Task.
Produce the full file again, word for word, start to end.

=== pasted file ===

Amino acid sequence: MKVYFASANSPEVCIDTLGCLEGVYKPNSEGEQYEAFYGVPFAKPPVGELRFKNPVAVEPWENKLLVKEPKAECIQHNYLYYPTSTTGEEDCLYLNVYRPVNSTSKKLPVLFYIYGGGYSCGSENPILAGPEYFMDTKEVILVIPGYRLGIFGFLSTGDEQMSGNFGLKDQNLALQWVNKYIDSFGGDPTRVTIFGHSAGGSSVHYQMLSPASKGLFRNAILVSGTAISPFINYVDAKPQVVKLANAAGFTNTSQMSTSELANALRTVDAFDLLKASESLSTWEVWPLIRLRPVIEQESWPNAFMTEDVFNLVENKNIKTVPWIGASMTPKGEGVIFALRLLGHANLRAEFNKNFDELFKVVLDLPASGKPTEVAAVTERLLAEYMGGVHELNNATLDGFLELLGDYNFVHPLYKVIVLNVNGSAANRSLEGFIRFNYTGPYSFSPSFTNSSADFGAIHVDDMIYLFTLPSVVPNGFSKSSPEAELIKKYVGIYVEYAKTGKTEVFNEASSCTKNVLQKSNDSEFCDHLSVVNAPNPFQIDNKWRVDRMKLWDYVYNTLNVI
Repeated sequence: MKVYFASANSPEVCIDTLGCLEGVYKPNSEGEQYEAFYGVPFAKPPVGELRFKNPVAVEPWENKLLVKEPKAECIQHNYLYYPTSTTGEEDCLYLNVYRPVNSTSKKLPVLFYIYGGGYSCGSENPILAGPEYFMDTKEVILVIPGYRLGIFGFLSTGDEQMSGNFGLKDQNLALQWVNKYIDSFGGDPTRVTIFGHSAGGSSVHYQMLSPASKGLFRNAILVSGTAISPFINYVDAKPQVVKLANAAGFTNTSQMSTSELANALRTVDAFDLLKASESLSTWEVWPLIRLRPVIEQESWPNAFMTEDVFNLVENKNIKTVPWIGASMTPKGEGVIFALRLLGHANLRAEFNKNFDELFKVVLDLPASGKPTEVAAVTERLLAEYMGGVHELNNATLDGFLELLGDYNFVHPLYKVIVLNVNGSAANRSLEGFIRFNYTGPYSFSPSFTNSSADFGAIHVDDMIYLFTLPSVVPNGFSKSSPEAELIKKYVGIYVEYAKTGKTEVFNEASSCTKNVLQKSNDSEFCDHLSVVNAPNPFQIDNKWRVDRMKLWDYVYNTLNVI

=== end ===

Amino acid sequence: MKVYFASANSPEVCIDTLGCLEGVYKPNSEGEQYEAFYGVPFAKPPVGELRFKNPVAVEPWENKLLVKEPKAECIQHNYLYYPTSTTGEEDCLYLNVYRPVNSTSKKLPVLFYIYGGGYSCGSENPILAGPEYFMDTKEVILVIPGYRLGIFGFLSTGDEQMSGNFGLKDQNLALQWVNKYIDSFGGDPTRVTIFGHSAGGSSVHYQMLSPASKGLFRNAILVSGTAISPFINYVDAKPQVVKLANAAGFTNTSQMSTSELANALRTVDAFDLLKASESLSTWEVWPLIRLRPVIEQESWPNAFMTEDVFNLVENKNIKTVPWIGASMTPKGEGVIFALRLLGHANLRAEFNKNFDELFKVVLDLPASGKPTEVAAVTERLLAEYMGGVHELNNATLDGFLELLGDYNFVHPLYKVIVLNVNGSAANRSLEGFIRFNYTGPYSFSPSFTNSSADFGAIHVDDMIYLFTLPSVVPNGFSKSSPEAELIKKYVGIYVEYAKTGKTEVFNEASSCTKNVLQKSNDSEFCDHLSVVNAPNPFQIDNKWRVDRMKLWDYVYNTLNVI
Repeated sequence: MKVYFASANSPEVCIDTLGCLEGVYKPNSEGEQYEAFYGVPFAKPPVGELRFKNPVAVEPWENKLLVKEPKAECIQHNYLYYPTSTTGEEDCLYLNVYRPVNSTSKKLPVLFYIYGGGYSCGSENPILAGPEYFMDTKEVILVIPGYRLGIFGFLSTGDEQMSGNFGLKDQNLALQWVNKYIDSFGGDPTRVTIFGHSAGGSSVHYQMLSPASKGLFRNAILVSGTAISPFINYVDAKPQVVKLANAAGFTNTSQMSTSELANALRTVDAFDLLKASESLSTWEVWPLIRLRPVIEQESWPNAFMTEDVFNLVENKNIKTVPWIGASMTPKGEGVIFALRLLGHANLRAEFNKNFDELFKVVLDLPASGKPTEVAAVTERLLAEYMGGVHELNNATLDGFLELLGDYNFVHPLYKVIVLNVNGSAANRSLEGFIRFNYTGPYSFSPSFTNSSADFGAIHVDDMIYLFTLPSVVPNGFSKSSPEAELIKKYVGIYVEYAKTGKTEVFNEASSCTKNVLQKSNDSEFCDHLSVVNAPNPFQIDNKWRVDRMKLWDYVYNTLNVI